Tuesday, October 20, 2015

Lennox Toppin Says

Lennox Toppin would like to discuss love, sex, death and decay with you. These are the overriding principles that help guide the yearly themes which he applies to his intriguing downtown garden, located in Hamilton's historic Strathcona neighbourhood. This year he once again delved into those principles, while celebrating themes of personal freedom and liberation – new themes which surfaced for him due to many changing circumstances. In addition to exploring these evolving themes, he also introduced more native plants to his garden.

Here's what he writes:
It wasn't by choice; I have a deep spiritual and physical connection with my garden, and it told me that it was time to explore this area. To many it may have appeared like the garden did not contain a lot of native plants, it actually had quite a lot. Tucked in various corners, you will see much more than what is apparent on a quick look. And if you view the garden from different vantage points, you will often notice things that you did not before. This has always one of my goals with my garden: to convey that there is a lot more happening than what is on the surface – which is a reflection of how I feel about myself. So, I really wanted to enhance what was already there.

Environment Hamilton hosted a native plant sale in April, and I ended up buying 20 clumps of native carex albersina (White Bear sedge) from Matt Mills of Talondale Farm. I wasn't exactly sure at the time how these would fit in the garden, but once again, my garden told me. I ended up removing a bed of vinca minor (Periwinkle), and replacing that with the clumps of carex, in an artistic display. I'm amazed at just how strong and perfectly those sedges grew! A welcome addition to my garden.

The Royal Botanical Garden's spring auxiliary plant sale was also a source of inspiration. Before the sale, they provided a comprehensive listing of plants which they were going to be selling. This allowed me to do additional research as to what might work for my garden. I am a big supporter of various local horticultural groups' plant sales, which I have noticed are featuring more 'eco-friendly' choices. I added plants like allium cernuum (Nodding Onion), arisaema triphyllum (Jack-in-the-Pulpit), chelone obliqua (Turtle Head) and mertensia virginica (Virgina Blue Bells). I also planted ulvularia sessilifolia (Bell Worts), in memory of a close friend's mother, who recently passed away after a short battle with cancer.

The idea of attracting pollinators is somewhat complex. I always thought that concept revolved around 'the pornography of the flower', and having a partially shaded back garden makes this a little less 'easy' than if there were more sun. But I have never been a great fan of 'easy' – life is full of challenges, and I am here to challenge myself, along with my own and other peoples' preconceived ideas. And I have learned there are many native 'pollinator friendly' plants which do well – in fact thrive – in filtered shade, which actually reflects the woodland environment.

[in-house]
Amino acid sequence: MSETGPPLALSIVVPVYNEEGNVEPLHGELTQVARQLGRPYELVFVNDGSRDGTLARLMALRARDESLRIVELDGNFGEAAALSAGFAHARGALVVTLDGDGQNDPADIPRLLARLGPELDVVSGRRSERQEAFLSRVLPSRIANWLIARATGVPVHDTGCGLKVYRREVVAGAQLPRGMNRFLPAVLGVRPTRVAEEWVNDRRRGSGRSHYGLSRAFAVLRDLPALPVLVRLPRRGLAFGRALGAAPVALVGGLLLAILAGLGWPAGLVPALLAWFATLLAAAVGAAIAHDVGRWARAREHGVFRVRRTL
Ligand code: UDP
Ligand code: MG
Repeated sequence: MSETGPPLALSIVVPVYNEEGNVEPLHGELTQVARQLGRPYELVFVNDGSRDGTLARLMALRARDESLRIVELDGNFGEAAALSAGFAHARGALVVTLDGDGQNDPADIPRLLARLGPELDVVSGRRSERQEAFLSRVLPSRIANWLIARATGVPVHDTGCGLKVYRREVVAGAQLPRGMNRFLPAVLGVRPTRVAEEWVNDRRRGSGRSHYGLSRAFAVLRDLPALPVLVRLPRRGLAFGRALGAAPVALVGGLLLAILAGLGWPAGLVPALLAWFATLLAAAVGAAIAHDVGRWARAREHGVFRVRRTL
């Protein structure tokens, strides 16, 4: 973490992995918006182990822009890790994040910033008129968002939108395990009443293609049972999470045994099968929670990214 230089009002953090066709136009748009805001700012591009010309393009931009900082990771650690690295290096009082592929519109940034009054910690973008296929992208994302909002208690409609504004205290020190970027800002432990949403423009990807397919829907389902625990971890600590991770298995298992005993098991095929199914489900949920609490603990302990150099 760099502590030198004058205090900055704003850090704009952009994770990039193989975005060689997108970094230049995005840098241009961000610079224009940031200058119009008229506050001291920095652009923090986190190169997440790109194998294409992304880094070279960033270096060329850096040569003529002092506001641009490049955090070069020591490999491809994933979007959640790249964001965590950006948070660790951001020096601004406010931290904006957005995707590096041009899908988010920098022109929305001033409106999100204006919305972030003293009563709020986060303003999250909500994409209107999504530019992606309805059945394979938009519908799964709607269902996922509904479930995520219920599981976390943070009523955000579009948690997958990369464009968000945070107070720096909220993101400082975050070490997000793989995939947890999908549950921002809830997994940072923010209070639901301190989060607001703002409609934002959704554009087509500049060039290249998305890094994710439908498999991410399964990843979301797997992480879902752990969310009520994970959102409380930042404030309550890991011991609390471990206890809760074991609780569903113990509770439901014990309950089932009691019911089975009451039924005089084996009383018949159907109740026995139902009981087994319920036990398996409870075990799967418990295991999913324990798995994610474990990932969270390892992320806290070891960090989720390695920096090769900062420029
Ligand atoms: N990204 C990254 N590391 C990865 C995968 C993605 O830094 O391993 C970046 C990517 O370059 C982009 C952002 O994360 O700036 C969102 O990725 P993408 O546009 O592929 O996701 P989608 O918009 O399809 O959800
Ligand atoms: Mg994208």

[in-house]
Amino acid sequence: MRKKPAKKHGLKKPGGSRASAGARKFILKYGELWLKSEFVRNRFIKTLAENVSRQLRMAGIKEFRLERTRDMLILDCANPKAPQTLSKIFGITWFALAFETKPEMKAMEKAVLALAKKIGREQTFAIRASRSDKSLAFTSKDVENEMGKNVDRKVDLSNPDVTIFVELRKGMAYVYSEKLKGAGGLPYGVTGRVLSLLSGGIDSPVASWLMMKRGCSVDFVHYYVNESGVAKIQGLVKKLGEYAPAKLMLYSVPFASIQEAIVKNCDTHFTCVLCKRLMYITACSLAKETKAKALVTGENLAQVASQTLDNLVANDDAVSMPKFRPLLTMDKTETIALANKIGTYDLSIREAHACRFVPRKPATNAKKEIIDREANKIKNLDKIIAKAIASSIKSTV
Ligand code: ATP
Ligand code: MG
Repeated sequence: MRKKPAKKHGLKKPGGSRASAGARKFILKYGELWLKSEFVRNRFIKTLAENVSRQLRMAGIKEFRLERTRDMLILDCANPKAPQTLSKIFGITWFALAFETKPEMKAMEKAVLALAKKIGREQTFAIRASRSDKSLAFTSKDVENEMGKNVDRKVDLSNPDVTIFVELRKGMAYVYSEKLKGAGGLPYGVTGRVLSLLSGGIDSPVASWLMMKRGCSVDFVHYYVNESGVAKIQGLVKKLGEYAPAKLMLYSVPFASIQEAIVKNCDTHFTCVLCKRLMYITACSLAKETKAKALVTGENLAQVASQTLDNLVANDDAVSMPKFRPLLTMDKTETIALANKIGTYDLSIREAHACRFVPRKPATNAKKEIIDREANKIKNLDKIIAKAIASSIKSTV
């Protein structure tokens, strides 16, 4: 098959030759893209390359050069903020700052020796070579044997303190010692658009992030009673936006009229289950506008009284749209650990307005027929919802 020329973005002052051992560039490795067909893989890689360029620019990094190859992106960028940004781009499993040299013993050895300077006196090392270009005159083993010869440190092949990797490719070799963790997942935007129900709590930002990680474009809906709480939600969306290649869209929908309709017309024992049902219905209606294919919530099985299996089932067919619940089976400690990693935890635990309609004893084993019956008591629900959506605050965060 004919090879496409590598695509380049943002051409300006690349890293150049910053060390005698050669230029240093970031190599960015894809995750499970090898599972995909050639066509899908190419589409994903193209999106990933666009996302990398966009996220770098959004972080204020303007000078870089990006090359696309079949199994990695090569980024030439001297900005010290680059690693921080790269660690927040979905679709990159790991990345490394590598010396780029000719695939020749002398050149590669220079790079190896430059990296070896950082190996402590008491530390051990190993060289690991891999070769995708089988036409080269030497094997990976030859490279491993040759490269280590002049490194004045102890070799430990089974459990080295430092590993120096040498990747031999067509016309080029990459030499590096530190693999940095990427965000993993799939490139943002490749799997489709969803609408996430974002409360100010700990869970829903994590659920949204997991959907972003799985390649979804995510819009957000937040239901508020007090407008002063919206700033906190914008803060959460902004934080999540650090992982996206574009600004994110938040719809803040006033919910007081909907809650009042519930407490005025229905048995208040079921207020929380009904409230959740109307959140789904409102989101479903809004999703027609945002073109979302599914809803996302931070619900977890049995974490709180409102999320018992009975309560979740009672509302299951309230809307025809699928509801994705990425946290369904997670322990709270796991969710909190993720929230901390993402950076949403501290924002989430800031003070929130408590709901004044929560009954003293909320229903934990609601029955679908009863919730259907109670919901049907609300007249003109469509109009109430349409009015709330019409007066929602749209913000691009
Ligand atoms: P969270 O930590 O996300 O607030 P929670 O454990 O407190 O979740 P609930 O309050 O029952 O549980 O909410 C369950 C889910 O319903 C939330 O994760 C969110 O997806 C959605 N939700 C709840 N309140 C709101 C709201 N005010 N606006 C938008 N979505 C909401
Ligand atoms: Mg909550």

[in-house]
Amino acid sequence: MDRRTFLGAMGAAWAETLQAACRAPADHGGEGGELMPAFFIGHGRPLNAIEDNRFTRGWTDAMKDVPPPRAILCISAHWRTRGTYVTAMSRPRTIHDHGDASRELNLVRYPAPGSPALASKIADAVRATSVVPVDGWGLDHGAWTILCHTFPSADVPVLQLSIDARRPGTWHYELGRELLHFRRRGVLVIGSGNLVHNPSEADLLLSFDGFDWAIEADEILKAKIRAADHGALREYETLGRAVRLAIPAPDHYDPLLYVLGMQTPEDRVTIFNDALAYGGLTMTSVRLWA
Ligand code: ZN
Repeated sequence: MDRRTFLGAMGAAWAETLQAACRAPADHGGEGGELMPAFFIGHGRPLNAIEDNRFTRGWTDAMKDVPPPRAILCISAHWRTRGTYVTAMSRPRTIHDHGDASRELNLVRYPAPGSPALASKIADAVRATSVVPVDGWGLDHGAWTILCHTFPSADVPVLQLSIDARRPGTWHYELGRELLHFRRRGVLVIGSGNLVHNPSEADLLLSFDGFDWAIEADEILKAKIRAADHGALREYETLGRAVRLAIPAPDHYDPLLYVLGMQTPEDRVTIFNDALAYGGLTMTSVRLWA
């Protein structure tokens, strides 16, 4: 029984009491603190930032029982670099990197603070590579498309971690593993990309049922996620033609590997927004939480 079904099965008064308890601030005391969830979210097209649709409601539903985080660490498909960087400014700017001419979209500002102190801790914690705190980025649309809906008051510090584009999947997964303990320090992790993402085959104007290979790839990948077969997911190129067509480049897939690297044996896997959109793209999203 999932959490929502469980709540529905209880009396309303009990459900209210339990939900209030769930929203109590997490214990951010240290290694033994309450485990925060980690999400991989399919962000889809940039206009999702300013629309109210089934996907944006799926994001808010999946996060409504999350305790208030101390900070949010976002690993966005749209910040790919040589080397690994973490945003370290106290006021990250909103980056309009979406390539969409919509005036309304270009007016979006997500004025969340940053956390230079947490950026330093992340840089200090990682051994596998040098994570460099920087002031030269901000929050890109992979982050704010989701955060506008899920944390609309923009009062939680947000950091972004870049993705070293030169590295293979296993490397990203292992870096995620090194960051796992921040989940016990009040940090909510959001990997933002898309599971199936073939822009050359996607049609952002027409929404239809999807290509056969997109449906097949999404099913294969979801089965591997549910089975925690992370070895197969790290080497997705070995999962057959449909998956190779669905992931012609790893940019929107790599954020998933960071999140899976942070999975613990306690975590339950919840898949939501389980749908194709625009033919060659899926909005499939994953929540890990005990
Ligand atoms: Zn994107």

I did plant three asclepia incarnata (Swamp Milkweed) in the sunnier areas around the garden in order to help out the monarchs, as Milkweed is the only plant they feed on. While they grew well, they seemed to attract everything but the monarchs...though I remember, to my surprise, I was outside towards the end of summer and saw a huge monarch butterfly descending on my sunflowers, right beside the milkweed – probably only the third monarch I have seen this year. However, other pollinators are alive and thriving! The bees literally went crazy for the liatris spicata (Gay Feather) which I planted in planters along the sunny side of my driveway.

On the other side of the coin – and falling into my principles of death and decay – by letting the garden stay its course through the seasons, I provide a natural habitat for species which use fallen plants for shelter. I've also had several botanists, arborists and fellow gardeners come into the garden and they've all said, "You have unbelievably great soil, what do you do?" And I always respond, "Nothing."

 I believe that a key to great soil is all those leaves, dead stalks, decay – all that gets left and becomes the food for the garden. Not rocket science, but I am constantly amazed at how much people clean up (strip) their gardens, usually starting this time of year. Add to this a growing obsession with compost. All compostables get thrown into my black bin, and I have been known to go around to food stores requesting their rotting organics to add to the mix. And I would have never imagined that someone coming into my garden and describing my compost as "hot" would be the thrill that it was!

I research a lot of this on my own, as much as one can say that. I once read an interview where a highly regarded chef was asked what the key to being a good chef was. I expected his answer to be training, practice, or something like that. His answer totally resounded with me. He said, simply: "Curiosity". I love that...I also love to ask questions of and get input from other people...and while that is good, because I know my own mind (and because in my own, contradictory world, it all makes perfect sense), I usually end up doing whatever I want!